It’s been a rather lengthy process, but my daughter has finally adopted an appropriate moniker: Poor College Student.

Her epiphany came on my recent visit to see her, during which I discovered things were completely out of control.

I took her out to lunch at the Broadway Bistro as a special treat, and the maitre’d greeted her by her name and asked if she wanted to be seated at her “regular table”.

“Honey, I want to tell you a little story while we’re waiting for our waiter to bring me my tuna melt special, and bring you ‘your usual’.”

“I hope he gets my order right. The waiter who normally serves me isn’t here today.”

“Honey, I want to tell you about the life of a Poor College Student.”

“OH NO! Who is it? Is it somebody I know?”

“Its you, dear.”

“No, seriously – who is it?”

“Honey, a Poor College Student can’t afford to dine out a couple times a day, seven days a week.”


“A Poor College Student knows that a California Roll from the Chic Sushi Bar, and twice-daily $5 grande-double-espresso-skinny-mocha-Carmelita-lattes from Starbucks are not staples – they are extravagances.”

“But, I need my lattes.”

“We’ve had this talk before.”

“Then can we please talk about something else?”

“A Poor College Student realizes that even frequent visits to Taco Bell will break her budget. She knows that generic brand peanut butter is her friend.”

“But, choosy mothers choose Jiff!”

“But, you are not a choosy mother. You are a Poor College Student, and a Poor College Student must forage through the aisles of the grocery store, and suffer over the saucepan on the stovetop, just like the rest of us.”

“I don’t know how to cook!”

“It would have been nice if you’d shown a little interest in learning while you were still living at home. I can’t believe I let you go without showing you the basics. No mother should let her little birds leave the nest without making sure they can fry an egg, grill a cheese sandwich, and prepare a box of Hamburger Helper.”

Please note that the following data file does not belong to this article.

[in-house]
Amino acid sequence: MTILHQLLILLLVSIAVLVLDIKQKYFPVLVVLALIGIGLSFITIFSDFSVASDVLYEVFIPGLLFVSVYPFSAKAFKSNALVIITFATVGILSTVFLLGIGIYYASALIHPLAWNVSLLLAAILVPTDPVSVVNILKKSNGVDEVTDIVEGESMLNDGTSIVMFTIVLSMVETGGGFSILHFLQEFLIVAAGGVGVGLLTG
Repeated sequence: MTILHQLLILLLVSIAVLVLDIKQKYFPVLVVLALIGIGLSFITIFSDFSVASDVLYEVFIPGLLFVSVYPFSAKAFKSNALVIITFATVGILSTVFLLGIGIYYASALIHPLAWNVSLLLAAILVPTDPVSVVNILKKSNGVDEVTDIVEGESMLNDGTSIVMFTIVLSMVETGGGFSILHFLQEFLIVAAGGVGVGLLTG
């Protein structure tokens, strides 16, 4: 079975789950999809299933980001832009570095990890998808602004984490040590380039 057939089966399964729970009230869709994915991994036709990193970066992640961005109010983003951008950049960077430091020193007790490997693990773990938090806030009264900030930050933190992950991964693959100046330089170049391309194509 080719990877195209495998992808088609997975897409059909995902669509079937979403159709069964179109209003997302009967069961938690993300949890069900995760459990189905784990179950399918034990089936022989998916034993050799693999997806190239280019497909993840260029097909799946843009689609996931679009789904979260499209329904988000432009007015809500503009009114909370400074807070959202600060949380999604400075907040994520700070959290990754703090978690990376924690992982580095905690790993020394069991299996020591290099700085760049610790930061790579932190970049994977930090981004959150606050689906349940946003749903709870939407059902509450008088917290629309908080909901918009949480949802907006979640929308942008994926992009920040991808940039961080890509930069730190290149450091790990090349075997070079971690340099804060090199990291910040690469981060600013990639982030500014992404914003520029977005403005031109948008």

“Hamburger Helper? Really?”

“If you can tackle a term paper, you can surely follow the directions on the back of the Hamburger Helper box.”

“Where is our waiter?”

“There’s more.”

“Please, no …”

“A Poor College Student doesn’t make weekly trips to the mall to purchase the latest fashion trends.”

“Are you serious?”

“Very. Also, a Poor College Student cannot continue to download the latest hits from the iTunes web site. She has to exercise complete control over her computer mouse when it begins to guide the cursor arrow on the screen toward the ‘Buy Now’ button.”

“Its just so convenient...”

“Furthermore, just because a Poor College Student is fortunate enough to have a car at her disposal, she doesn’t need to volunteer to be the chauffer every single time a group of Poor College Students holler ‘Road Trip!’ A Poor College Student understands that a tank of unleaded gasoline is a luxury.”

“I’m losing my appetite.”

“A Poor College Student doesn’t have the money to buy a ticket to every rock concert that hits the town, even though EVERYBODY ELSE bought one, and is going.”

“But, but …”

“Simply put, dear, a Poor College Student must refrain from hitting the fashion runway, hitting the road, hitting the town, or hitting the ‘Buy Now’ button, as long as she’s a Poor College Student.”

“Uuuugggghhhh! All right! I hear you! I’ll reel it in! I’ll refrain! I’ll go to the grocery store. I’ll learn to cook. I’ll make coffee in that, that, THING that sits on my kitchen counter …”

“It’s called a ‘Mr. Coffee’, honey.”

“… I’ll park my car. I’ll play OLDIES on my iPod. I’ll wear… *sigh*… LAST YEAR'S BOOTS!”

“Awwww, there-there now. It’s not the end of the world. These are really small sacrifices to make, for a large gain later in life!”

“I guess you’re right, mom. After all, when I graduate from college, I’ll be … ”

“You’ll be a Poor College Graduate, dear.”